Civil engineers studying nuclear weapons at NDSU are set to begin their second year of study in the next two months, with the university announcing that it has secured an international contract to design and build two of them.
The two are expected to be commissioned by the end of 2019, with a third being developed by 2021.
The project is part of the Government’s efforts to ensure that future generations of civil engineers will be equipped with the skills to deal with the future threat posed by nuclear weapons.
A total of 18 civil engineers are currently employed in the university’s research programme, which was established in 2017 with the aim of developing the skills and knowledge to design, build and maintain nuclear weapons of the future.
The NDSU civil engineering school was established at the University of Northern Dáil in 2015, and is one of the most advanced in the country, with over 150 students taking its courses.
Its students have been awarded several awards including the National Research Council’s National Research Excellence Award and the Irish National Research Scholarship.
They are currently in the process of completing a second year at NDUI in Derry, which they will be moving to in 2021.
Professor James McGarrigle, director of the Civil Engineering Department, said: “The Civil Engineering Program at NDU is one the largest of its kind in the world.
We have over 150 graduates now working on our projects and we are excited to have secured an award for a project that will be developed by our next cohort.”
This is a major step in our research programme as we develop our nuclear weapons and nuclear weapons design capability.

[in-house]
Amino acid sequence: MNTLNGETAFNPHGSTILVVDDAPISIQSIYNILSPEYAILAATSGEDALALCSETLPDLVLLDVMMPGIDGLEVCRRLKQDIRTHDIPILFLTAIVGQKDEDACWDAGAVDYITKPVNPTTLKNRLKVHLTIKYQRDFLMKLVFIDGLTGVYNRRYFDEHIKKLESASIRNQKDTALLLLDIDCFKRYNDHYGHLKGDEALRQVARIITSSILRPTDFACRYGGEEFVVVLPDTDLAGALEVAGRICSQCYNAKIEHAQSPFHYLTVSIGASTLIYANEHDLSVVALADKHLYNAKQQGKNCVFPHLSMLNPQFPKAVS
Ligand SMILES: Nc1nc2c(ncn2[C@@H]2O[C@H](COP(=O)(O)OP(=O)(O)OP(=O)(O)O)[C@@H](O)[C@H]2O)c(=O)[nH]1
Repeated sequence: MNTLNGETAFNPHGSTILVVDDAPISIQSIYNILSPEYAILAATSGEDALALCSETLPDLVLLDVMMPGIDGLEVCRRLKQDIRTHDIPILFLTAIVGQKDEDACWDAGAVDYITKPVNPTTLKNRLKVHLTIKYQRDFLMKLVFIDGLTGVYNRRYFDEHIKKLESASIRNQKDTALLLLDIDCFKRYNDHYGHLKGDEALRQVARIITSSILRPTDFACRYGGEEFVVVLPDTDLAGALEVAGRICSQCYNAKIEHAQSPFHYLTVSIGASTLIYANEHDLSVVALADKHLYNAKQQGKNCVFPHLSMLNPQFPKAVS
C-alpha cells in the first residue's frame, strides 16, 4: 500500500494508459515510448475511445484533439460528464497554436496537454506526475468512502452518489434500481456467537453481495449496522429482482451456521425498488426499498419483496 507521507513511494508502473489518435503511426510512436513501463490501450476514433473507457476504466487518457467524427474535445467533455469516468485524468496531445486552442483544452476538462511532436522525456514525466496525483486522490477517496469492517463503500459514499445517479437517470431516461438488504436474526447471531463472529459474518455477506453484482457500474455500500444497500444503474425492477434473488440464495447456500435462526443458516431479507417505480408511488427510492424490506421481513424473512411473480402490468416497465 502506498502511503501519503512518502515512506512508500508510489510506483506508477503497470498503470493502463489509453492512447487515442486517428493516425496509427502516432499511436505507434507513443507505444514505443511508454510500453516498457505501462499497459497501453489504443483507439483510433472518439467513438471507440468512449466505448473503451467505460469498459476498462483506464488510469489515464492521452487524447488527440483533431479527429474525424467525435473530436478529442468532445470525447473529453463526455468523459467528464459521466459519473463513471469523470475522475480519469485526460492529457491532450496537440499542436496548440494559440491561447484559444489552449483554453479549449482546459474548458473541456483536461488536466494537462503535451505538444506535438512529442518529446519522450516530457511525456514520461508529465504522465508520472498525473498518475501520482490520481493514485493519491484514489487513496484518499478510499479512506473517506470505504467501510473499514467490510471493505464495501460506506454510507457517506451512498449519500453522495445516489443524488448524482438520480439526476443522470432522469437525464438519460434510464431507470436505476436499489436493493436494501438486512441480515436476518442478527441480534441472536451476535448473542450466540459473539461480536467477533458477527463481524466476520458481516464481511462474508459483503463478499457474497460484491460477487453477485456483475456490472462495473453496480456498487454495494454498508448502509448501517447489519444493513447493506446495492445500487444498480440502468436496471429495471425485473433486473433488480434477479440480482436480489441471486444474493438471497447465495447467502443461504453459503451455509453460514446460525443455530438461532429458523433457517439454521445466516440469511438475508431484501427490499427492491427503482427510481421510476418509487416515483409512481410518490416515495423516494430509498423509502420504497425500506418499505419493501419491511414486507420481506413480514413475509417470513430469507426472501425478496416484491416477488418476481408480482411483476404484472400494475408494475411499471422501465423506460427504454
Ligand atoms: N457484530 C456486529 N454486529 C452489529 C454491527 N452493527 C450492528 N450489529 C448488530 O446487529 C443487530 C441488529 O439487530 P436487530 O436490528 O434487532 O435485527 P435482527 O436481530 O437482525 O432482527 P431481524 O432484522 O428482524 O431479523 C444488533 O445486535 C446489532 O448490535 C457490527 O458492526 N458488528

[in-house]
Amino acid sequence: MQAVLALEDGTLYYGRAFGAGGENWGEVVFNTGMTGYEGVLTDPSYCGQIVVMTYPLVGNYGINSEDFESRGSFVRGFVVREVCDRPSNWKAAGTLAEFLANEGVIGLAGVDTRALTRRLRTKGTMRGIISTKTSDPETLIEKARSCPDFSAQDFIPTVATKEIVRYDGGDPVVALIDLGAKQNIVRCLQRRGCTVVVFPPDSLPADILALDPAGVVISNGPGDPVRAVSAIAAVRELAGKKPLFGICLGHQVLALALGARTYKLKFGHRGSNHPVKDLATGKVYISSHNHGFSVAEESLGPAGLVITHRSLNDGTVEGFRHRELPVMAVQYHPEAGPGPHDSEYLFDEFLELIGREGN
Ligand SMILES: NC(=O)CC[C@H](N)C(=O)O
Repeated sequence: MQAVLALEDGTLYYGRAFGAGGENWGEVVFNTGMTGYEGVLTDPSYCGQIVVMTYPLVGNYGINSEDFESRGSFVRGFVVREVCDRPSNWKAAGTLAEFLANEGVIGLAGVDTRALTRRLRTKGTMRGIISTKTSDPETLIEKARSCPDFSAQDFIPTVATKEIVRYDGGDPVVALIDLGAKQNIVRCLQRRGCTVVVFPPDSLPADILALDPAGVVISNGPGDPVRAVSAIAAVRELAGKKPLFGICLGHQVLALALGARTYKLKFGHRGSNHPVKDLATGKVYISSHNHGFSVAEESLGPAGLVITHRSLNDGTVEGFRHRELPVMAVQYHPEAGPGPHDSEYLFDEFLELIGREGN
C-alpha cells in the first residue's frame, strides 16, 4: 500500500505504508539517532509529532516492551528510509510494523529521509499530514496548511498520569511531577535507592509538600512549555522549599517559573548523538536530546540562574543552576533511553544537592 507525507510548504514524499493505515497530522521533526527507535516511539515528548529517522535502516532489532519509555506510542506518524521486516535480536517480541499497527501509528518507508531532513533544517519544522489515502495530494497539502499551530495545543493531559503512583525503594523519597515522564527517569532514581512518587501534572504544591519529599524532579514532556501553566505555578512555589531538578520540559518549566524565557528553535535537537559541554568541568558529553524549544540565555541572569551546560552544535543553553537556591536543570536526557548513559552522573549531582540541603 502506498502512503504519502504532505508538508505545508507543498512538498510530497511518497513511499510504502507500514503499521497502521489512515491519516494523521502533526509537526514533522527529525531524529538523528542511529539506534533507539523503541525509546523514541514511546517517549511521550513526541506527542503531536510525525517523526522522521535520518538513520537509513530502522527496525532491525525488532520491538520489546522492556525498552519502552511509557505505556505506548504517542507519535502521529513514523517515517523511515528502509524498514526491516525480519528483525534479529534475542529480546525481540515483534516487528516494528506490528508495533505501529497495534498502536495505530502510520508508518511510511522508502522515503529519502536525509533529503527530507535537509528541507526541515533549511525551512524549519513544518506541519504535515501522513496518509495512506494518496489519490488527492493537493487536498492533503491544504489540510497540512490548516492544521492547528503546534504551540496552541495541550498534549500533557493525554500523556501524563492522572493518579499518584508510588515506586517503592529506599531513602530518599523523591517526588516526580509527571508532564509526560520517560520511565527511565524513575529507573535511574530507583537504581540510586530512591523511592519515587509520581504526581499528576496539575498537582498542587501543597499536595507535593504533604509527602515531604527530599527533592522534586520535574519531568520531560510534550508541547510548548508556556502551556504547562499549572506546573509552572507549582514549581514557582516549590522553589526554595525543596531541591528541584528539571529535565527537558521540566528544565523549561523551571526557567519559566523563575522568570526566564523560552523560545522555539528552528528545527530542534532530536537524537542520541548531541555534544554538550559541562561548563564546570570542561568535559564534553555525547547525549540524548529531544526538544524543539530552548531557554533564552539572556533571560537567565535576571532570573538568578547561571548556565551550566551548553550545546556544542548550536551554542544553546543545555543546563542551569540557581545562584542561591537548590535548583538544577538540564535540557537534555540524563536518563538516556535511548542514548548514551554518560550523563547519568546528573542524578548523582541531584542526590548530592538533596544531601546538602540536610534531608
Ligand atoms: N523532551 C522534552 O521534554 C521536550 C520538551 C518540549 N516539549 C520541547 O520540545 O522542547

“I would like to thank the NDU faculty, staff and students for their tremendous commitment and support throughout the course of this project.”
The project is the first of its type in the United States, and comes at a crucial time for the US nuclear deterrent, with US President Donald Trump set to unveil his budget on Monday, in which he will propose to cut more than $1 trillion from the Department of Defense.
It will be the first time that an Irish nuclear weapons project has received an award from the US government.
It was the first project to be developed and built by a US company after it was awarded the US Nuclear Facilities Safety Board (NFFB) Award in 2014.
“We are very excited about this project and looking forward to the successful completion of the programme in 2021,” Mr McGarragle added.
“The success of this award is an example of our continuing commitment to the nuclear weapon community in Ireland, and it reflects the leadership of the NDSU Faculty and the staff who have worked so hard to develop this programme.”
It is a tremendous honour for NDSU to be chosen as a recipient of this prestigious award.